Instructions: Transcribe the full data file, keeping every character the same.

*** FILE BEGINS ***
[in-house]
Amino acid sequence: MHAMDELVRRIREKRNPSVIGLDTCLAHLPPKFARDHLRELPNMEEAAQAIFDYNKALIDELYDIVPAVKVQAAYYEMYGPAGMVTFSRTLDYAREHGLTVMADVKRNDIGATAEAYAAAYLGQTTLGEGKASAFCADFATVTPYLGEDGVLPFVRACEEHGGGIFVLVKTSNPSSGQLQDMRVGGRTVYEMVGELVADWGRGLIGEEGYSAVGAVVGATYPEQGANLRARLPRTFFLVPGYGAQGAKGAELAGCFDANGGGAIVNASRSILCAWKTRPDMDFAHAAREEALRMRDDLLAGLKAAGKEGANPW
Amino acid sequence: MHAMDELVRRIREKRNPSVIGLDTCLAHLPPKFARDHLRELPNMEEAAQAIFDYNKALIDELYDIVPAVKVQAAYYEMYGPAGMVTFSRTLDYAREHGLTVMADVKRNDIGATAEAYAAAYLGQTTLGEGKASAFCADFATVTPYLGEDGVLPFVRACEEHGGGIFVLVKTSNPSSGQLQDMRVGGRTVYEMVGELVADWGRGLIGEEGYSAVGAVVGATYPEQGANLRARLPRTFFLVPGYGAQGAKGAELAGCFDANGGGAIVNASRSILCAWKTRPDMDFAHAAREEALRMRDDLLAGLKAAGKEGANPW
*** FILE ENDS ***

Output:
[in-house]
Amino acid sequence: MHAMDELVRRIREKRNPSVIGLDTCLAHLPPKFARDHLRELPNMEEAAQAIFDYNKALIDELYDIVPAVKVQAAYYEMYGPAGMVTFSRTLDYAREHGLTVMADVKRNDIGATAEAYAAAYLGQTTLGEGKASAFCADFATVTPYLGEDGVLPFVRACEEHGGGIFVLVKTSNPSSGQLQDMRVGGRTVYEMVGELVADWGRGLIGEEGYSAVGAVVGATYPEQGANLRARLPRTFFLVPGYGAQGAKGAELAGCFDANGGGAIVNASRSILCAWKTRPDMDFAHAAREEALRMRDDLLAGLKAAGKEGANPW
Amino acid sequence: MHAMDELVRRIREKRNPSVIGLDTCLAHLPPKFARDHLRELPNMEEAAQAIFDYNKALIDELYDIVPAVKVQAAYYEMYGPAGMVTFSRTLDYAREHGLTVMADVKRNDIGATAEAYAAAYLGQTTLGEGKASAFCADFATVTPYLGEDGVLPFVRACEEHGGGIFVLVKTSNPSSGQLQDMRVGGRTVYEMVGELVADWGRGLIGEEGYSAVGAVVGATYPEQGANLRARLPRTFFLVPGYGAQGAKGAELAGCFDANGGGAIVNASRSILCAWKTRPDMDFAHAAREEALRMRDDLLAGLKAAGKEGANPW